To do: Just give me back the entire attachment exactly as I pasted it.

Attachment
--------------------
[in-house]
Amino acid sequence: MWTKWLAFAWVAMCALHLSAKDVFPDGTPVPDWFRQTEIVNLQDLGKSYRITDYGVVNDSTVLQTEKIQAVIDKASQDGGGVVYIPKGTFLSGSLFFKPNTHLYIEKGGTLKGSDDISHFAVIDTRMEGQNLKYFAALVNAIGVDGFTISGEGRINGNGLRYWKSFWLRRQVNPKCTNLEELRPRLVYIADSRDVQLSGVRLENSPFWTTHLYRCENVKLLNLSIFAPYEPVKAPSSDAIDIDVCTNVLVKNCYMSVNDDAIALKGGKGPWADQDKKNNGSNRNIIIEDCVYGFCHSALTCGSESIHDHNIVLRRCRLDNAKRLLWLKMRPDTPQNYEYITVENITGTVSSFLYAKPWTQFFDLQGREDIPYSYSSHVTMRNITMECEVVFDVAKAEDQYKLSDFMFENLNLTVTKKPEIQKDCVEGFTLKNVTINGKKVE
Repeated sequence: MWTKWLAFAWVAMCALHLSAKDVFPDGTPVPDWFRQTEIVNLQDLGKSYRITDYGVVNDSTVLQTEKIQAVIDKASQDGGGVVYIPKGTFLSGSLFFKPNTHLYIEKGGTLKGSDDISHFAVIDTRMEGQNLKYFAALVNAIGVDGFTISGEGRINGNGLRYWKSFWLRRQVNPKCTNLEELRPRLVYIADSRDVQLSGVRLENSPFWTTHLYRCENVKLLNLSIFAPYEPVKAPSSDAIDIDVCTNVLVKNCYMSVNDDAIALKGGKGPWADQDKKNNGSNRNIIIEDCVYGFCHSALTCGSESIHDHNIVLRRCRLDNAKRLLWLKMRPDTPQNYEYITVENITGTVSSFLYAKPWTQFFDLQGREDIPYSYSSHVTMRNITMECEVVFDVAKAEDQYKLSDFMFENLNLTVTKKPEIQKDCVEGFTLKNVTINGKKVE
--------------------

[in-house]
Amino acid sequence: MWTKWLAFAWVAMCALHLSAKDVFPDGTPVPDWFRQTEIVNLQDLGKSYRITDYGVVNDSTVLQTEKIQAVIDKASQDGGGVVYIPKGTFLSGSLFFKPNTHLYIEKGGTLKGSDDISHFAVIDTRMEGQNLKYFAALVNAIGVDGFTISGEGRINGNGLRYWKSFWLRRQVNPKCTNLEELRPRLVYIADSRDVQLSGVRLENSPFWTTHLYRCENVKLLNLSIFAPYEPVKAPSSDAIDIDVCTNVLVKNCYMSVNDDAIALKGGKGPWADQDKKNNGSNRNIIIEDCVYGFCHSALTCGSESIHDHNIVLRRCRLDNAKRLLWLKMRPDTPQNYEYITVENITGTVSSFLYAKPWTQFFDLQGREDIPYSYSSHVTMRNITMECEVVFDVAKAEDQYKLSDFMFENLNLTVTKKPEIQKDCVEGFTLKNVTINGKKVE
Repeated sequence: MWTKWLAFAWVAMCALHLSAKDVFPDGTPVPDWFRQTEIVNLQDLGKSYRITDYGVVNDSTVLQTEKIQAVIDKASQDGGGVVYIPKGTFLSGSLFFKPNTHLYIEKGGTLKGSDDISHFAVIDTRMEGQNLKYFAALVNAIGVDGFTISGEGRINGNGLRYWKSFWLRRQVNPKCTNLEELRPRLVYIADSRDVQLSGVRLENSPFWTTHLYRCENVKLLNLSIFAPYEPVKAPSSDAIDIDVCTNVLVKNCYMSVNDDAIALKGGKGPWADQDKKNNGSNRNIIIEDCVYGFCHSALTCGSESIHDHNIVLRRCRLDNAKRLLWLKMRPDTPQNYEYITVENITGTVSSFLYAKPWTQFFDLQGREDIPYSYSSHVTMRNITMECEVVFDVAKAEDQYKLSDFMFENLNLTVTKKPEIQKDCVEGFTLKNVTINGKKVE